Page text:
New chief aims to tackle misconceptions of police

Andy Gipp
Andy Gipp
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Challenging misconceptions is clearly important to Superintendent Andy Gipp, Peterborough’s latest police chief.

Is violent crime rising? Statistically yes, but in reality, no. Is reporting crime a lengthy process? Definitely not.

Melanie Dales

Melanie Dales

“One of the misconceptions is people fear it’s a long time to see a police officer. I can virtually guarantee that day-in day-out you can get an appointment with the police in Peterborough within 24 hours,” said the city’s fourth area commander since the start of 2014.

“I do not know many other emergency services where you can do that.”

Speaking in his first interview since replacing Supt Melanie Dales a month ago, Supt Gipp also echoed the views of fellow senior officers that violent crime is not on the rise, despite admitting that reports of it had risen by 29 per cent in the past year.

“There have been some changes in the last 12 to 18 months in crime recording standards to make us more transparent. If there’s a suggestion that a crime has been committed we’ll record it, even if there’s very little information that allows us to investigate it in any shape or form.

“Reporting has gone up which allows me to look at the real issue and tackle it. Before, we were not getting the actual report.”

The aim for the city’s police under its new chief will be: “Prioritising whatever jobs come in based on risk, getting to the most vulnerable, and attacking crime and being open and transparent in all that we do, because I firmly believe that at the heart of everything we do, we have to create confidence in our communities by being open and approachable.

“If that means recorded crime goes up, it goes up. But we can respond accordingly.”

The connection between police and public is clearly important to Supt Gipp, who in his previous role overseeing 999 and 111 calls was forced to defend the constabulary when a senior officer claimed life was “too short” to call the non-emergency number.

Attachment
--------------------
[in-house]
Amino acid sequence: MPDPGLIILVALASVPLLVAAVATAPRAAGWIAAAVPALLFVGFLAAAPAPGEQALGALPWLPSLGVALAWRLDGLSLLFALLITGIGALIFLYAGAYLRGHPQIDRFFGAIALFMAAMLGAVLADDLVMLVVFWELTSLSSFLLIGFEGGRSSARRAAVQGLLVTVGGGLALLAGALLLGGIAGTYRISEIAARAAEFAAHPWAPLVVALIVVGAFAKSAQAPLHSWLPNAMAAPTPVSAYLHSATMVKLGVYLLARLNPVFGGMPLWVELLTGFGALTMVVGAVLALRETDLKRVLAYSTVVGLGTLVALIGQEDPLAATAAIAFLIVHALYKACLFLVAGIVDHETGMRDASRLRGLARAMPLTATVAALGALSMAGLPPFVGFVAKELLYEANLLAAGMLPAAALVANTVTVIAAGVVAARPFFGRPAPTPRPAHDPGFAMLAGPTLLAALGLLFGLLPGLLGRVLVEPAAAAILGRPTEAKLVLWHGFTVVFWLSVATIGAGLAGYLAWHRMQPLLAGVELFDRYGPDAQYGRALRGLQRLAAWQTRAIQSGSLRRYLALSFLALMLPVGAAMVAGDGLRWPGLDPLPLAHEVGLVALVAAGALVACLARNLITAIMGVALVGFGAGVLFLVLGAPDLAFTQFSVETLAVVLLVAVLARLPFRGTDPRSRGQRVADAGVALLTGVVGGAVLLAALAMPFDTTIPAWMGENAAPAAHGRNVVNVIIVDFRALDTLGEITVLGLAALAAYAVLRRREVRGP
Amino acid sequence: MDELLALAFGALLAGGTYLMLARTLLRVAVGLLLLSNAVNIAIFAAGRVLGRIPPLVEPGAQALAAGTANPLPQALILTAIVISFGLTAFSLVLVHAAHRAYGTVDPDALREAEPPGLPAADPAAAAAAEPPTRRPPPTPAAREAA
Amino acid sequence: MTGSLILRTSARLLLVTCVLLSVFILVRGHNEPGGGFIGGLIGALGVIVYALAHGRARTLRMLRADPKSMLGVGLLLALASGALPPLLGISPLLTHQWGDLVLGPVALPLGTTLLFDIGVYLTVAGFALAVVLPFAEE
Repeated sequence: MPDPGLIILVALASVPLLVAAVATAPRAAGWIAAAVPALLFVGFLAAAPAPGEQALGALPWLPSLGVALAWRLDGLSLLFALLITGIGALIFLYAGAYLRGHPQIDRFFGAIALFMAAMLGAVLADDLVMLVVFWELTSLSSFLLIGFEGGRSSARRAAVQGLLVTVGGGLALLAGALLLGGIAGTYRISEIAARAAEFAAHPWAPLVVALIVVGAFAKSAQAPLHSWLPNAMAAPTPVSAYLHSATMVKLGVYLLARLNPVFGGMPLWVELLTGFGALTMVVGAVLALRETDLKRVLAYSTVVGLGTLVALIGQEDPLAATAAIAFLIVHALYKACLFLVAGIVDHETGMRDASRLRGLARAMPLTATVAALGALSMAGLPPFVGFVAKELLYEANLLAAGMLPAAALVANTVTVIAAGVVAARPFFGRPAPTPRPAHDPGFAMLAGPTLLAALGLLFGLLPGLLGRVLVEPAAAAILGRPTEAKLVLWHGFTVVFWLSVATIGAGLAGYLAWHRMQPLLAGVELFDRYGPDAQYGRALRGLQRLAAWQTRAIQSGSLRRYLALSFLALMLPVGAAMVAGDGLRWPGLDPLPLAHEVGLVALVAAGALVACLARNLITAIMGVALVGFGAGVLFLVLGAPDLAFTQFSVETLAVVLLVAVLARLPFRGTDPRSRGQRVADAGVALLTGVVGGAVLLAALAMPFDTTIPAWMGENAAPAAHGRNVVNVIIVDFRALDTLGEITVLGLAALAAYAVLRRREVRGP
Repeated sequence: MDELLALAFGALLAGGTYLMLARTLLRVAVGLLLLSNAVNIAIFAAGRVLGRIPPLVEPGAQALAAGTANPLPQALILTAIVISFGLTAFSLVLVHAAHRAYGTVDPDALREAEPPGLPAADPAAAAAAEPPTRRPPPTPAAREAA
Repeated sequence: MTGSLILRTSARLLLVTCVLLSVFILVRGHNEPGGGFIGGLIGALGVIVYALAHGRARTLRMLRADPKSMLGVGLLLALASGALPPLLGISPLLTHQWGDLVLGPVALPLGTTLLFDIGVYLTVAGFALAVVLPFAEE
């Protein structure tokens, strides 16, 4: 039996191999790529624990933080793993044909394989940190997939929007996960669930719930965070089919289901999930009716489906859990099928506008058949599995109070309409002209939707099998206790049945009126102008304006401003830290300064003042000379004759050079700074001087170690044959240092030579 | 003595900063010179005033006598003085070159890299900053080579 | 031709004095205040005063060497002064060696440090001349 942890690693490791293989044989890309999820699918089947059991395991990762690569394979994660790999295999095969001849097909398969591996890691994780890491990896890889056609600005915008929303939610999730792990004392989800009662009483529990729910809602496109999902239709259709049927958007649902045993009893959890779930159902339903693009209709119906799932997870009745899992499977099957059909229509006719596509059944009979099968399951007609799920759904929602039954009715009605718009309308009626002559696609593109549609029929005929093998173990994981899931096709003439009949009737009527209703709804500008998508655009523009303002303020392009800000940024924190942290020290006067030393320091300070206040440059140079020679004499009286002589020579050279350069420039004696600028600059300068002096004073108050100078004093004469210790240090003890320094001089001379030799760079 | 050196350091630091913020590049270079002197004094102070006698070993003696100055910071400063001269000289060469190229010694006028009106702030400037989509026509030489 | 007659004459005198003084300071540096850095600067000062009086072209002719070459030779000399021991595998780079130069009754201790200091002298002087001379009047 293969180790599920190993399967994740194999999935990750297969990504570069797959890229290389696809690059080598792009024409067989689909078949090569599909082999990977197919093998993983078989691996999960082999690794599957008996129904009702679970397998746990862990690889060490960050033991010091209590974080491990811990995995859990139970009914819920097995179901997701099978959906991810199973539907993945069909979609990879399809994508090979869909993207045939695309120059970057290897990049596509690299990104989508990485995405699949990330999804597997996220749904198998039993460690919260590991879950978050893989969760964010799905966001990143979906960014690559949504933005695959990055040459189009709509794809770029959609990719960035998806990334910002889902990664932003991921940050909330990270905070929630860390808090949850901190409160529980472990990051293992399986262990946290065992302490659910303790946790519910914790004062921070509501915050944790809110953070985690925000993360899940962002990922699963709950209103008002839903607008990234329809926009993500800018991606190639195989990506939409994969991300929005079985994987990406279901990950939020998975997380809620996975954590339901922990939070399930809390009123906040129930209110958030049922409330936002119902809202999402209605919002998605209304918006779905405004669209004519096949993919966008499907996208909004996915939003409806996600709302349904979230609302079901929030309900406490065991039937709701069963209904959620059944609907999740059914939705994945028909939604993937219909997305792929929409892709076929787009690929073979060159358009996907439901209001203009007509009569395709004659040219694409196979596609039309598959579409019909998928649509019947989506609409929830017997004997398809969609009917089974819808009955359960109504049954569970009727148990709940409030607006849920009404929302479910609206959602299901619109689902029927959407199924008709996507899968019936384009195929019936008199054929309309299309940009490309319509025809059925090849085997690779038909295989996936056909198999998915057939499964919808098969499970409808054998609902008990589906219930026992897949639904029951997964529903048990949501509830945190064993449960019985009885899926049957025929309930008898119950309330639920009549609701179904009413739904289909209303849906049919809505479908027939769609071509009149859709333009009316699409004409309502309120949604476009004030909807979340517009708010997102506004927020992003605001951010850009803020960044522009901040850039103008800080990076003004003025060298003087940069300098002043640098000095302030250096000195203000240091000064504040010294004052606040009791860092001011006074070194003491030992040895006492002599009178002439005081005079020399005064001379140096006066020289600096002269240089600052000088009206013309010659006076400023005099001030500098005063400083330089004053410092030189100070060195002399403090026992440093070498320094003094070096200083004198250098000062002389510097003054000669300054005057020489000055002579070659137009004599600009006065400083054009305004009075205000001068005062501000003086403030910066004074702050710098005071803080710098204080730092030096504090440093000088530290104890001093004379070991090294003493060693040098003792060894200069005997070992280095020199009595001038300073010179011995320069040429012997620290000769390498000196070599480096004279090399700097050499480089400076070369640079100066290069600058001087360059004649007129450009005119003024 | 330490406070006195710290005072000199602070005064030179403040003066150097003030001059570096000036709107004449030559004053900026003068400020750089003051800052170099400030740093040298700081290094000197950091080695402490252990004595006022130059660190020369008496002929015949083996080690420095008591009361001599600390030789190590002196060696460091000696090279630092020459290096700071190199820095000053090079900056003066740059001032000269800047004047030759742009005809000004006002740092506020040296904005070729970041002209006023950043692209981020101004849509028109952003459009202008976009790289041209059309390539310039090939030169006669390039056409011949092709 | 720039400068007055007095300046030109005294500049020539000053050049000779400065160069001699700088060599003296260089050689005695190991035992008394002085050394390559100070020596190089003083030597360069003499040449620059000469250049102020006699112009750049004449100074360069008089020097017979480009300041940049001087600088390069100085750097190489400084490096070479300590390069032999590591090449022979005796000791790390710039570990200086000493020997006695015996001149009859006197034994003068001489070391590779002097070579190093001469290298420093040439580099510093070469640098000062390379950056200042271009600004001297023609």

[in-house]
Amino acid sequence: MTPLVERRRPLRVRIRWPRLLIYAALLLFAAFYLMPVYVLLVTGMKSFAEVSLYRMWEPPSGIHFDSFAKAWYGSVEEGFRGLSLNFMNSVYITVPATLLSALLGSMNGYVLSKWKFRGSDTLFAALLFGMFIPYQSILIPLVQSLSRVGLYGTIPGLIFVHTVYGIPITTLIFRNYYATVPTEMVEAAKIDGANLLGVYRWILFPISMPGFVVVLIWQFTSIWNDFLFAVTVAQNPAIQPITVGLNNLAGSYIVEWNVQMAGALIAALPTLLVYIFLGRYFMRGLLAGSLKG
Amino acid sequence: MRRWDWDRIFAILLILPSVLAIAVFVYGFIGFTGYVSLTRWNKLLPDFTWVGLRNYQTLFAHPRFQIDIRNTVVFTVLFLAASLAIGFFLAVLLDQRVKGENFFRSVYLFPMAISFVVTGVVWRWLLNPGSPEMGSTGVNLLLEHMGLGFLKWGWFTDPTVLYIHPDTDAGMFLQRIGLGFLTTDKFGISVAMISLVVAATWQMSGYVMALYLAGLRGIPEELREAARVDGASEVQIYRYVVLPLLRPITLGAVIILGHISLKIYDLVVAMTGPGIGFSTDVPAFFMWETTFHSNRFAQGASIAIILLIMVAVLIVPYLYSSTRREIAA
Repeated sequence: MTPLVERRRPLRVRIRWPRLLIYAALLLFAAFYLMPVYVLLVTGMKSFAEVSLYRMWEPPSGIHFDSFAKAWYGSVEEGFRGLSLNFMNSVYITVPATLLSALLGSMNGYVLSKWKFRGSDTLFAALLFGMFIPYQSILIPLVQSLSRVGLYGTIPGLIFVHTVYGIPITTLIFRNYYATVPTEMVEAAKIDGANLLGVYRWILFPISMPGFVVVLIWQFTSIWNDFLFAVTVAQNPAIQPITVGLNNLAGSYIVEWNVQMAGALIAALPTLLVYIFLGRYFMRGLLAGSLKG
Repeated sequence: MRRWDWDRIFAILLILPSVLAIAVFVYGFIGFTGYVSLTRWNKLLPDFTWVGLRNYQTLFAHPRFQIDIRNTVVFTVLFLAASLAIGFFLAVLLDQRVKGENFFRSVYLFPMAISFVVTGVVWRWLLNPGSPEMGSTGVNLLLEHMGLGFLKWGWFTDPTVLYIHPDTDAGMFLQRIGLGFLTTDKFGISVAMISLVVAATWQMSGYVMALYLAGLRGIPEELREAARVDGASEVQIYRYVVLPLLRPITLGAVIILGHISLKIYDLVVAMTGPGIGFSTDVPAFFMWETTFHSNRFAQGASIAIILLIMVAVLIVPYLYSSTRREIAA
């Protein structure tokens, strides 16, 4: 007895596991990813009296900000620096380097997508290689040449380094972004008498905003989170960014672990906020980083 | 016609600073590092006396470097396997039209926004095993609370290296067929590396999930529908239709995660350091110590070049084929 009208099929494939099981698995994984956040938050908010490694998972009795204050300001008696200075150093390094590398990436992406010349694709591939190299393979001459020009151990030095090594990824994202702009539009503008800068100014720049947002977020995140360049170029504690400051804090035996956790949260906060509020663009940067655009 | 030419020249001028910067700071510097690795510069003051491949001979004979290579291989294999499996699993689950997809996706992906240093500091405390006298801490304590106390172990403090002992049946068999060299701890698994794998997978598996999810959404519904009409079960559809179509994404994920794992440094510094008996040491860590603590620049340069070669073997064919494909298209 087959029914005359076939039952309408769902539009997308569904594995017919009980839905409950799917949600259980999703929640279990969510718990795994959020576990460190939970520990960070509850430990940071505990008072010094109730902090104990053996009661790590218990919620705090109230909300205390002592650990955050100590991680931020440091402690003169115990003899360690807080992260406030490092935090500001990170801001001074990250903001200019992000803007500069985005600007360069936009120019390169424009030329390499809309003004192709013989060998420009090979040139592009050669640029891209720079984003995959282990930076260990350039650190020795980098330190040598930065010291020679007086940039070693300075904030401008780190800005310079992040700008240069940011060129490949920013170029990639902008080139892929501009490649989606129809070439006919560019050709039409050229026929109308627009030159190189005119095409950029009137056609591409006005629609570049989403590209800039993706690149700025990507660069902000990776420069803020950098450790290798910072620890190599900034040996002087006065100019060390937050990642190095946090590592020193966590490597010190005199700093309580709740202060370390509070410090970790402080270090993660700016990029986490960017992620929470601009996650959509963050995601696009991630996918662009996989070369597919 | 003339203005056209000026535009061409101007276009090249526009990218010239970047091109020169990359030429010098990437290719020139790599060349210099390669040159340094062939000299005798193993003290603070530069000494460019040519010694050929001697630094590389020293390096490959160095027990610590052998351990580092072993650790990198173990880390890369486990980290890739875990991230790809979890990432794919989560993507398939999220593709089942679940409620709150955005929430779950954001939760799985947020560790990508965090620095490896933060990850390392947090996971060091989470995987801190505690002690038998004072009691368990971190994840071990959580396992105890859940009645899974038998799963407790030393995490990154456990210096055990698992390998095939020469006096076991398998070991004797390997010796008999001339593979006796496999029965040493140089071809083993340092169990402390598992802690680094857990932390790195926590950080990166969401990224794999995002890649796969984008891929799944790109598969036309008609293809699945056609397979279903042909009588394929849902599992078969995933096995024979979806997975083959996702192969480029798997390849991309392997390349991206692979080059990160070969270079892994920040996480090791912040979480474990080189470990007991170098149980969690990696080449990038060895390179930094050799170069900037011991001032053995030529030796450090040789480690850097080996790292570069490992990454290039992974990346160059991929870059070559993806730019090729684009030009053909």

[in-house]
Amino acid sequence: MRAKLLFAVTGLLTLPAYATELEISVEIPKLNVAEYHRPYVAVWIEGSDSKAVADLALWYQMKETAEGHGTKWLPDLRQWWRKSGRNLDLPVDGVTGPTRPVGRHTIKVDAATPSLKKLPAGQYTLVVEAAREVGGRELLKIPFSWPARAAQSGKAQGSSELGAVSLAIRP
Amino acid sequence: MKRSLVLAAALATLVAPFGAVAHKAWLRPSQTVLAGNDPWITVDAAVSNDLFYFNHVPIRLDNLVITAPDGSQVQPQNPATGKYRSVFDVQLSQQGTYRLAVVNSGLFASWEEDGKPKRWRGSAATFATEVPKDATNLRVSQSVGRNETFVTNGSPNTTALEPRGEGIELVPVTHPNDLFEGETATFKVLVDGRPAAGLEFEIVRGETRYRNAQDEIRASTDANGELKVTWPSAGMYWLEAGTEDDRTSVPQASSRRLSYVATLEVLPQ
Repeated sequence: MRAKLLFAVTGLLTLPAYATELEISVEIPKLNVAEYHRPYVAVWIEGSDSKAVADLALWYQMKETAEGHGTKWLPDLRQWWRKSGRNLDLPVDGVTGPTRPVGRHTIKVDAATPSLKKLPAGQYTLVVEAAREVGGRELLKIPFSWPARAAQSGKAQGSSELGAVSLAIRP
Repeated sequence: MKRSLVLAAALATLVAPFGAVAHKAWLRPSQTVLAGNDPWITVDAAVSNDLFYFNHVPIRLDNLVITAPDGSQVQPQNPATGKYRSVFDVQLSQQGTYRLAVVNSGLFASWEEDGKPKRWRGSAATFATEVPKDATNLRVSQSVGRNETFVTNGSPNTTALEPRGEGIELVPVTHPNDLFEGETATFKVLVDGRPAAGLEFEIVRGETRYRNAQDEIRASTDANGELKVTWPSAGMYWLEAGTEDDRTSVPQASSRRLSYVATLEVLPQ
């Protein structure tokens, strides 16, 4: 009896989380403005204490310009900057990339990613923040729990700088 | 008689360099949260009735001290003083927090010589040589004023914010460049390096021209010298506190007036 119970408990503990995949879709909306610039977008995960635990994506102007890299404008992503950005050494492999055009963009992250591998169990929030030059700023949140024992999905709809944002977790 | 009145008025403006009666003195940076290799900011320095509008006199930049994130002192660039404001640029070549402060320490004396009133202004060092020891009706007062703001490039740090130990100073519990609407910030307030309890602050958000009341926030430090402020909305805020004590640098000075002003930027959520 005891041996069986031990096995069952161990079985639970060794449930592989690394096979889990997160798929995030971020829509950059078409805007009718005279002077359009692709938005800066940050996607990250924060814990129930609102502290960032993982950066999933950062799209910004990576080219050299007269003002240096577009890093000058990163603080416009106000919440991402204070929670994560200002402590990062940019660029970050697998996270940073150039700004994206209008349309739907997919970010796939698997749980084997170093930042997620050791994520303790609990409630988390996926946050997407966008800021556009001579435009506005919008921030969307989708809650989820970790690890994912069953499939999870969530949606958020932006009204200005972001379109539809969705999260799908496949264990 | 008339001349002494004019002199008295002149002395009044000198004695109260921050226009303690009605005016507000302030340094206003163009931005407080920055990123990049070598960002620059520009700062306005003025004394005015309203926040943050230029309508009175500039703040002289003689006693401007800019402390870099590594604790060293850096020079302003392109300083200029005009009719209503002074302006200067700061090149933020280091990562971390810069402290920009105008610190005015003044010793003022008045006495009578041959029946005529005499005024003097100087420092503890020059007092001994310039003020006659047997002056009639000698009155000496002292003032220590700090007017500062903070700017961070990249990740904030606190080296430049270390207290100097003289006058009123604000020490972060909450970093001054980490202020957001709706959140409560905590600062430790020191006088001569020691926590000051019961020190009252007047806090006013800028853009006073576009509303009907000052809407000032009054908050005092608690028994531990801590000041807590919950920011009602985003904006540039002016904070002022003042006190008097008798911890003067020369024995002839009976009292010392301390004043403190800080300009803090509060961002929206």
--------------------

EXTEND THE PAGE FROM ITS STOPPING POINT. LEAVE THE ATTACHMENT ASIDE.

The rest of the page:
“People will call 101 and over 90 per cent of calls get answered in under 30 seconds, then are risk-assessed,” he said. At really busy times, when we are not going to lose anything, they might have to wait 20 to 30 minutes as we need to make sure we get to those most at risk. But we will offer to call them back.”

The misconception theme continues with burglaries. The police chief turns the tables on me, asking: “How many burglaries do you think there were in Peterborough in the last month?”

The answer is 39 (down from 91 a year earlier) a figure he feels is lower than people would expect for a city with a population nearing 200,000.

Asked why the figure was higher 12 months’ ago, Supt Gipp said: “With burglaries you only need a few people to be released from prison around about the same time and become active. It’s a core group of people that cause us the greatest pain.

“Experience shows me when they first come out, not all of them start re-offending straight away. It’s how they respond to treatment in prisons - some never re-offend, some take two to three months to re-offend and other people are relatively quick to start offending. We are clearly effective in managing those people in partnership with other agencies.”

Supt Gipp, who headed up Operation Saruman, the campaign against metal theft in the county, has spent 24 years with the police working across all of Cambridgeshire. But his respect for the Peterborough team is clear.

“My view of policing here, compared to other places I’ve worked, is that we have absolutely outstanding levels of local knowledge because the vast majority of police working here are local,” he said.

“Without a shadow of doubt in my mind that has a real impact. It’s not like the Met where they might be getting bussed in.”